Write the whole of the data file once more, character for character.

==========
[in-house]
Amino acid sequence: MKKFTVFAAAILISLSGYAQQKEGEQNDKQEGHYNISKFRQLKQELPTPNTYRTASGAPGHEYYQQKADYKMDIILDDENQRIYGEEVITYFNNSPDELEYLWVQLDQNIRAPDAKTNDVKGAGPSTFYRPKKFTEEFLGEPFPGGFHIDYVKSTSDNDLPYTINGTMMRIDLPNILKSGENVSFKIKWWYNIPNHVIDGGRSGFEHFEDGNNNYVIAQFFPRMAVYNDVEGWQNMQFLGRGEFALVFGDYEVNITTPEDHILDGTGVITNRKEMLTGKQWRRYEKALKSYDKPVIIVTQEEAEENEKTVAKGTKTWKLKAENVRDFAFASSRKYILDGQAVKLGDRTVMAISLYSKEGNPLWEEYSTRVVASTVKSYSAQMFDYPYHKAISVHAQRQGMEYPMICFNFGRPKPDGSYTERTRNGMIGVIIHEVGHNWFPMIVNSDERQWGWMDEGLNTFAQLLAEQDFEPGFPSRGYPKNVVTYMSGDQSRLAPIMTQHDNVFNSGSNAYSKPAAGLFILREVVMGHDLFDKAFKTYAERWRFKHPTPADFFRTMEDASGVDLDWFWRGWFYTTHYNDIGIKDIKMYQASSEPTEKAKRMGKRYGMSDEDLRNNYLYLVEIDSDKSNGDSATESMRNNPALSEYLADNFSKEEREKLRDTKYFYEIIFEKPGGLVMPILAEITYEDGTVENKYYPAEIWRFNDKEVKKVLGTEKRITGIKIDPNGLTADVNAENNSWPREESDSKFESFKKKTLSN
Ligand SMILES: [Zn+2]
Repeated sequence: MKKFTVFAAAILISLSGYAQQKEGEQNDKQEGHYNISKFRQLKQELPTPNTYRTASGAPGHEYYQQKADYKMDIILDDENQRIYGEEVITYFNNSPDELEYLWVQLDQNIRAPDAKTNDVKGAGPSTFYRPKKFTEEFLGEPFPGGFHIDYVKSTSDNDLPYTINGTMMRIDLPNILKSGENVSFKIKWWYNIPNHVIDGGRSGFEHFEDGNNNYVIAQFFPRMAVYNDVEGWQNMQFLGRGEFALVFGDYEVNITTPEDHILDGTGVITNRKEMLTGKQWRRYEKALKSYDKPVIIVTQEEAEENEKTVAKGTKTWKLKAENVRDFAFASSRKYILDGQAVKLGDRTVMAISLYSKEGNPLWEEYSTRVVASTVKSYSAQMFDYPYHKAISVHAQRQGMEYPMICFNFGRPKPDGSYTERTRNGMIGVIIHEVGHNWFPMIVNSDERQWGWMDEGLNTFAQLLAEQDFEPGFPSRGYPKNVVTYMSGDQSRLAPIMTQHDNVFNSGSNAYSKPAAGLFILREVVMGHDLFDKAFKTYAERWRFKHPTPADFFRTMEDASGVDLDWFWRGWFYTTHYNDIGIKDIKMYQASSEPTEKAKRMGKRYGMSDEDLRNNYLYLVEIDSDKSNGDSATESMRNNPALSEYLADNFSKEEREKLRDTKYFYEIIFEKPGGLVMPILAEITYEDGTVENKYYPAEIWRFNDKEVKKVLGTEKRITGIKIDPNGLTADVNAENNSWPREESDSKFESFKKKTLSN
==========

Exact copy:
[in-house]
Amino acid sequence: MKKFTVFAAAILISLSGYAQQKEGEQNDKQEGHYNISKFRQLKQELPTPNTYRTASGAPGHEYYQQKADYKMDIILDDENQRIYGEEVITYFNNSPDELEYLWVQLDQNIRAPDAKTNDVKGAGPSTFYRPKKFTEEFLGEPFPGGFHIDYVKSTSDNDLPYTINGTMMRIDLPNILKSGENVSFKIKWWYNIPNHVIDGGRSGFEHFEDGNNNYVIAQFFPRMAVYNDVEGWQNMQFLGRGEFALVFGDYEVNITTPEDHILDGTGVITNRKEMLTGKQWRRYEKALKSYDKPVIIVTQEEAEENEKTVAKGTKTWKLKAENVRDFAFASSRKYILDGQAVKLGDRTVMAISLYSKEGNPLWEEYSTRVVASTVKSYSAQMFDYPYHKAISVHAQRQGMEYPMICFNFGRPKPDGSYTERTRNGMIGVIIHEVGHNWFPMIVNSDERQWGWMDEGLNTFAQLLAEQDFEPGFPSRGYPKNVVTYMSGDQSRLAPIMTQHDNVFNSGSNAYSKPAAGLFILREVVMGHDLFDKAFKTYAERWRFKHPTPADFFRTMEDASGVDLDWFWRGWFYTTHYNDIGIKDIKMYQASSEPTEKAKRMGKRYGMSDEDLRNNYLYLVEIDSDKSNGDSATESMRNNPALSEYLADNFSKEEREKLRDTKYFYEIIFEKPGGLVMPILAEITYEDGTVENKYYPAEIWRFNDKEVKKVLGTEKRITGIKIDPNGLTADVNAENNSWPREESDSKFESFKKKTLSN
Ligand SMILES: [Zn+2]
Repeated sequence: MKKFTVFAAAILISLSGYAQQKEGEQNDKQEGHYNISKFRQLKQELPTPNTYRTASGAPGHEYYQQKADYKMDIILDDENQRIYGEEVITYFNNSPDELEYLWVQLDQNIRAPDAKTNDVKGAGPSTFYRPKKFTEEFLGEPFPGGFHIDYVKSTSDNDLPYTINGTMMRIDLPNILKSGENVSFKIKWWYNIPNHVIDGGRSGFEHFEDGNNNYVIAQFFPRMAVYNDVEGWQNMQFLGRGEFALVFGDYEVNITTPEDHILDGTGVITNRKEMLTGKQWRRYEKALKSYDKPVIIVTQEEAEENEKTVAKGTKTWKLKAENVRDFAFASSRKYILDGQAVKLGDRTVMAISLYSKEGNPLWEEYSTRVVASTVKSYSAQMFDYPYHKAISVHAQRQGMEYPMICFNFGRPKPDGSYTERTRNGMIGVIIHEVGHNWFPMIVNSDERQWGWMDEGLNTFAQLLAEQDFEPGFPSRGYPKNVVTYMSGDQSRLAPIMTQHDNVFNSGSNAYSKPAAGLFILREVVMGHDLFDKAFKTYAERWRFKHPTPADFFRTMEDASGVDLDWFWRGWFYTTHYNDIGIKDIKMYQASSEPTEKAKRMGKRYGMSDEDLRNNYLYLVEIDSDKSNGDSATESMRNNPALSEYLADNFSKEEREKLRDTKYFYEIIFEKPGGLVMPILAEITYEDGTVENKYYPAEIWRFNDKEVKKVLGTEKRITGIKIDPNGLTADVNAENNSWPREESDSKFESFKKKTLSN